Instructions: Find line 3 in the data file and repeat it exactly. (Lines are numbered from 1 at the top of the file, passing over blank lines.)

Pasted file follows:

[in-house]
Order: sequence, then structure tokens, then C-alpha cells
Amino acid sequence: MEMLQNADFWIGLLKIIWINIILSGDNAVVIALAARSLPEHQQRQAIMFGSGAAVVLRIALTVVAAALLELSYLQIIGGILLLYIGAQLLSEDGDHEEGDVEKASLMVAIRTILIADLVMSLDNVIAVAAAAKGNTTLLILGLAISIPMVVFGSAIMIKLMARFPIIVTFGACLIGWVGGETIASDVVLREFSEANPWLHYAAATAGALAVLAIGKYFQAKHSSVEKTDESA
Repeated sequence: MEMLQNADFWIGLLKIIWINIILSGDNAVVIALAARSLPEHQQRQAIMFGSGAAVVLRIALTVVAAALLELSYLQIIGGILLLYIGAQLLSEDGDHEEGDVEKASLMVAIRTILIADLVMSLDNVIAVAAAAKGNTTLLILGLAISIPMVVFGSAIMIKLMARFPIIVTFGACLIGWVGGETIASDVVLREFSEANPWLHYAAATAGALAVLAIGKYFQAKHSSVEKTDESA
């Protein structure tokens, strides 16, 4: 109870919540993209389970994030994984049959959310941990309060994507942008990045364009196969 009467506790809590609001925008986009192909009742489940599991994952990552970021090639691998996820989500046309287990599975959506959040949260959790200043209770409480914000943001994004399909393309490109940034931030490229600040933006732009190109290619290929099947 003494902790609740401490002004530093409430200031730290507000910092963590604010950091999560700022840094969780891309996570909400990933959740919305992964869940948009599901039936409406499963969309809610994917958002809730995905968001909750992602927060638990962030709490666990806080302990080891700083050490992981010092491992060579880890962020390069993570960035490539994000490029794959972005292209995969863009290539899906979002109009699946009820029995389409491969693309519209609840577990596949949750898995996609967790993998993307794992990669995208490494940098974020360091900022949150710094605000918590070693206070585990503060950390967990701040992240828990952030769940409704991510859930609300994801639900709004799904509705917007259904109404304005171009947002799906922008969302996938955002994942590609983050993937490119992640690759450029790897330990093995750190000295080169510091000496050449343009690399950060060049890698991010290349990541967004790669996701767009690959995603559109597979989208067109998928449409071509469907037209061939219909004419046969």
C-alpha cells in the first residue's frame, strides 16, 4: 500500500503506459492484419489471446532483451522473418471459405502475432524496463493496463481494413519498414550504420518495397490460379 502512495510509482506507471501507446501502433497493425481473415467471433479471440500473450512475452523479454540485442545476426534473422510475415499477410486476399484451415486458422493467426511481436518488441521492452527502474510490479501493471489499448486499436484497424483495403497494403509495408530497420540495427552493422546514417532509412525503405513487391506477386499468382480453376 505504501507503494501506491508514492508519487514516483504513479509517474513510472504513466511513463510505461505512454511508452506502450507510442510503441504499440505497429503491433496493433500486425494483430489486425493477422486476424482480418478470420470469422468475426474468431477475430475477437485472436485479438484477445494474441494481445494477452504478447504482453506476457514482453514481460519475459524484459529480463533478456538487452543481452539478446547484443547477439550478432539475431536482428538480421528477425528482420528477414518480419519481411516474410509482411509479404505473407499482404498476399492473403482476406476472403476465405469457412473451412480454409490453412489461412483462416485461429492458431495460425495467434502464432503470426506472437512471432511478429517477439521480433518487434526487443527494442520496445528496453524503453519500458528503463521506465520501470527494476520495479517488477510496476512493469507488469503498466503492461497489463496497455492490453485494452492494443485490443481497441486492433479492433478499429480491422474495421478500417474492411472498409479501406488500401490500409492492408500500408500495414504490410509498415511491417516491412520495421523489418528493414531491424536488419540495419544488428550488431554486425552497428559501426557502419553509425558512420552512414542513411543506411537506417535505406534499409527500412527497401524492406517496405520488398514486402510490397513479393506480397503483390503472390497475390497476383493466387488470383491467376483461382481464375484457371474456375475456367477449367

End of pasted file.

Amino acid sequence: MEMLQNADFWIGLLKIIWINIILSGDNAVVIALAARSLPEHQQRQAIMFGSGAAVVLRIALTVVAAALLELSYLQIIGGILLLYIGAQLLSEDGDHEEGDVEKASLMVAIRTILIADLVMSLDNVIAVAAAAKGNTTLLILGLAISIPMVVFGSAIMIKLMARFPIIVTFGACLIGWVGGETIASDVVLREFSEANPWLHYAAATAGALAVLAIGKYFQAKHSSVEKTDESA